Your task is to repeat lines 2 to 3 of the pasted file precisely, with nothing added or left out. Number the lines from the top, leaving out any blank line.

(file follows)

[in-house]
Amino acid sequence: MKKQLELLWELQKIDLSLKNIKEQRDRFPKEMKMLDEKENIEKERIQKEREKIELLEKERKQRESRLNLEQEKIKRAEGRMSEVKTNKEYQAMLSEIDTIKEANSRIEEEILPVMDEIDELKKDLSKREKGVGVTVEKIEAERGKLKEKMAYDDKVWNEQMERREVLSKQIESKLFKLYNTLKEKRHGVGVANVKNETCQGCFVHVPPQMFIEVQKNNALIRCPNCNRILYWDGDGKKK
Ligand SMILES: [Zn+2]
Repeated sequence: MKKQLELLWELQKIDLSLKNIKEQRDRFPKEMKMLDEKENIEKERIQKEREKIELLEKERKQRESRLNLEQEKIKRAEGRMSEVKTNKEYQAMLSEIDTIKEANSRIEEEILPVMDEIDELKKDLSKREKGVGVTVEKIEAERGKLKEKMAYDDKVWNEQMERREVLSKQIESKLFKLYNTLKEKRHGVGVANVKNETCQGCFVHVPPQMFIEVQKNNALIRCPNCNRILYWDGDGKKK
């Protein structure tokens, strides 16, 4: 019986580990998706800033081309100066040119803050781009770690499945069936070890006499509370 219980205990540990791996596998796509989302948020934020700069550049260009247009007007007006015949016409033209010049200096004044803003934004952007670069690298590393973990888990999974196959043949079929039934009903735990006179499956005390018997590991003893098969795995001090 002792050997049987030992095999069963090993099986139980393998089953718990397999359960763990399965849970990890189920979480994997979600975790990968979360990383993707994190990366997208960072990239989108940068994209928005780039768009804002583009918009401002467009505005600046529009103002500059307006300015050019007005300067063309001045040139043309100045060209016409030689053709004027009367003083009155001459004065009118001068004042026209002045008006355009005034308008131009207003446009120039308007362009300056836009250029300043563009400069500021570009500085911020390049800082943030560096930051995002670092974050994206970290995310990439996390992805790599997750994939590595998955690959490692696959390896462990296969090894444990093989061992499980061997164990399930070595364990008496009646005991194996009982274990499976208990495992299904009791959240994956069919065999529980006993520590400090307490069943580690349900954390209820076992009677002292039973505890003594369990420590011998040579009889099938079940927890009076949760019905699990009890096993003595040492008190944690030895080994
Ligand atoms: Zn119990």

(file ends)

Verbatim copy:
Amino acid sequence: MKKQLELLWELQKIDLSLKNIKEQRDRFPKEMKMLDEKENIEKERIQKEREKIELLEKERKQRESRLNLEQEKIKRAEGRMSEVKTNKEYQAMLSEIDTIKEANSRIEEEILPVMDEIDELKKDLSKREKGVGVTVEKIEAERGKLKEKMAYDDKVWNEQMERREVLSKQIESKLFKLYNTLKEKRHGVGVANVKNETCQGCFVHVPPQMFIEVQKNNALIRCPNCNRILYWDGDGKKK
Ligand SMILES: [Zn+2]